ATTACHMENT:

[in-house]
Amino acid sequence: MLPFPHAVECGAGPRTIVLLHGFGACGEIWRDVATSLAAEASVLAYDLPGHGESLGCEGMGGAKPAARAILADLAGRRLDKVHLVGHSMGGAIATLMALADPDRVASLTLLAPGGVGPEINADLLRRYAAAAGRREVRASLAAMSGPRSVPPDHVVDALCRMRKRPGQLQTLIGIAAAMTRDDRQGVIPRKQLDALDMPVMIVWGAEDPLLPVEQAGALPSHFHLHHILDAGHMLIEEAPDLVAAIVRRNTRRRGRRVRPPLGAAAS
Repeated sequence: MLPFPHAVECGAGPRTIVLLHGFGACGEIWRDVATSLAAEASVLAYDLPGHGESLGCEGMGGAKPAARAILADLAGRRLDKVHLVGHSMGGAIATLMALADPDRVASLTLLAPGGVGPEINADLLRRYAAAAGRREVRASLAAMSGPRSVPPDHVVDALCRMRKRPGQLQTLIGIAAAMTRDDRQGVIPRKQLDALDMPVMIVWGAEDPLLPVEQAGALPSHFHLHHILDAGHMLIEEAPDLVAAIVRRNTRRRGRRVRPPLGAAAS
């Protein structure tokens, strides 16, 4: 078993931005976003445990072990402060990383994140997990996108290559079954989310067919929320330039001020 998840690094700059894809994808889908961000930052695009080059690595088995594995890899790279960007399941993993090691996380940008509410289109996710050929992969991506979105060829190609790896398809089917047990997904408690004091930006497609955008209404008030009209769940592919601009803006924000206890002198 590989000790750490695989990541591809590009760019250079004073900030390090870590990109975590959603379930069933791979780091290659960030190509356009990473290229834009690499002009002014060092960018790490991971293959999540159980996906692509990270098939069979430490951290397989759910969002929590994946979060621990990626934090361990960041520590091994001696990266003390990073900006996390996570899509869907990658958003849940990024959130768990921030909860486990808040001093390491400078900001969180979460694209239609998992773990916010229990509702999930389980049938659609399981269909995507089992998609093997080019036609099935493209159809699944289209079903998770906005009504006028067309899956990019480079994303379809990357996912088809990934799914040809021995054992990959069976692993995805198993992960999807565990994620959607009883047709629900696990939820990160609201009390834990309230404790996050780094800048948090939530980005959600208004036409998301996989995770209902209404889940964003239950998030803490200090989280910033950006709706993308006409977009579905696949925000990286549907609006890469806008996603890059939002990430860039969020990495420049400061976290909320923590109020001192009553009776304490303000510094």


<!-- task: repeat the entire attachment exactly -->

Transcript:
[in-house]
Amino acid sequence: MLPFPHAVECGAGPRTIVLLHGFGACGEIWRDVATSLAAEASVLAYDLPGHGESLGCEGMGGAKPAARAILADLAGRRLDKVHLVGHSMGGAIATLMALADPDRVASLTLLAPGGVGPEINADLLRRYAAAAGRREVRASLAAMSGPRSVPPDHVVDALCRMRKRPGQLQTLIGIAAAMTRDDRQGVIPRKQLDALDMPVMIVWGAEDPLLPVEQAGALPSHFHLHHILDAGHMLIEEAPDLVAAIVRRNTRRRGRRVRPPLGAAAS
Repeated sequence: MLPFPHAVECGAGPRTIVLLHGFGACGEIWRDVATSLAAEASVLAYDLPGHGESLGCEGMGGAKPAARAILADLAGRRLDKVHLVGHSMGGAIATLMALADPDRVASLTLLAPGGVGPEINADLLRRYAAAAGRREVRASLAAMSGPRSVPPDHVVDALCRMRKRPGQLQTLIGIAAAMTRDDRQGVIPRKQLDALDMPVMIVWGAEDPLLPVEQAGALPSHFHLHHILDAGHMLIEEAPDLVAAIVRRNTRRRGRRVRPPLGAAAS
């Protein structure tokens, strides 16, 4: 078993931005976003445990072990402060990383994140997990996108290559079954989310067919929320330039001020 998840690094700059894809994808889908961000930052695009080059690595088995594995890899790279960007399941993993090691996380940008509410289109996710050929992969991506979105060829190609790896398809089917047990997904408690004091930006497609955008209404008030009209769940592919601009803006924000206890002198 590989000790750490695989990541591809590009760019250079004073900030390090870590990109975590959603379930069933791979780091290659960030190509356009990473290229834009690499002009002014060092960018790490991971293959999540159980996906692509990270098939069979430490951290397989759910969002929590994946979060621990990626934090361990960041520590091994001696990266003390990073900006996390996570899509869907990658958003849940990024959130768990921030909860486990808040001093390491400078900001969180979460694209239609998992773990916010229990509702999930389980049938659609399981269909995507089992998609093997080019036609099935493209159809699944289209079903998770906005009504006028067309899956990019480079994303379809990357996912088809990934799914040809021995054992990959069976692993995805198993992960999807565990994620959607009883047709629900696990939820990160609201009390834990309230404790996050780094800048948090939530980005959600208004036409998301996989995770209902209404889940964003239950998030803490200090989280910033950006709706993308006409977009579905696949925000990286549907609006890469806008996603890059939002990430860039969020990495420049400061976290909320923590109020001192009553009776304490303000510094």